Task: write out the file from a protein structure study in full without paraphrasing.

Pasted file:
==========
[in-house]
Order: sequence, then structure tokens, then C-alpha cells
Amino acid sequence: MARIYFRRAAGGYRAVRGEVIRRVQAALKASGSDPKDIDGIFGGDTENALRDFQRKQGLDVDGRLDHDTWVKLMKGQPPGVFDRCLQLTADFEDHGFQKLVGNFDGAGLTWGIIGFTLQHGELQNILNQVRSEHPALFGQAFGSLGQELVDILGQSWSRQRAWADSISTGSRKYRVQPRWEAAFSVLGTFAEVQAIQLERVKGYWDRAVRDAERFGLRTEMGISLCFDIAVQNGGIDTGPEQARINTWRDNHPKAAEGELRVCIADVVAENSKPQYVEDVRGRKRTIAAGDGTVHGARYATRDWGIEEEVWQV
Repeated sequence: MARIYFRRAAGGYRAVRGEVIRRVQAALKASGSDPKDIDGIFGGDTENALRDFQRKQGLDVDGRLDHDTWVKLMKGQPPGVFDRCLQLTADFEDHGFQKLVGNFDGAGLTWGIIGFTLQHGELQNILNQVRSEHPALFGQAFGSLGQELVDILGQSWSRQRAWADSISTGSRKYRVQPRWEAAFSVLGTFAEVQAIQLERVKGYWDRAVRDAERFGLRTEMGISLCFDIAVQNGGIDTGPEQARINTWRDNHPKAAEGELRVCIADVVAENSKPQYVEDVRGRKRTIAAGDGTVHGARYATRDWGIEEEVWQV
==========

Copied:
[in-house]
Order: sequence, then structure tokens, then C-alpha cells
Amino acid sequence: MARIYFRRAAGGYRAVRGEVIRRVQAALKASGSDPKDIDGIFGGDTENALRDFQRKQGLDVDGRLDHDTWVKLMKGQPPGVFDRCLQLTADFEDHGFQKLVGNFDGAGLTWGIIGFTLQHGELQNILNQVRSEHPALFGQAFGSLGQELVDILGQSWSRQRAWADSISTGSRKYRVQPRWEAAFSVLGTFAEVQAIQLERVKGYWDRAVRDAERFGLRTEMGISLCFDIAVQNGGIDTGPEQARINTWRDNHPKAAEGELRVCIADVVAENSKPQYVEDVRGRKRTIAAGDGTVHGARYATRDWGIEEEVWQV
Repeated sequence: MARIYFRRAAGGYRAVRGEVIRRVQAALKASGSDPKDIDGIFGGDTENALRDFQRKQGLDVDGRLDHDTWVKLMKGQPPGVFDRCLQLTADFEDHGFQKLVGNFDGAGLTWGIIGFTLQHGELQNILNQVRSEHPALFGQAFGSLGQELVDILGQSWSRQRAWADSISTGSRKYRVQPRWEAAFSVLGTFAEVQAIQLERVKGYWDRAVRDAERFGLRTEMGISLCFDIAVQNGGIDTGPEQARINTWRDNHPKAAEGELRVCIADVVAENSKPQYVEDVRGRKRTIAAGDGTVHGARYATRDWGIEEEVWQV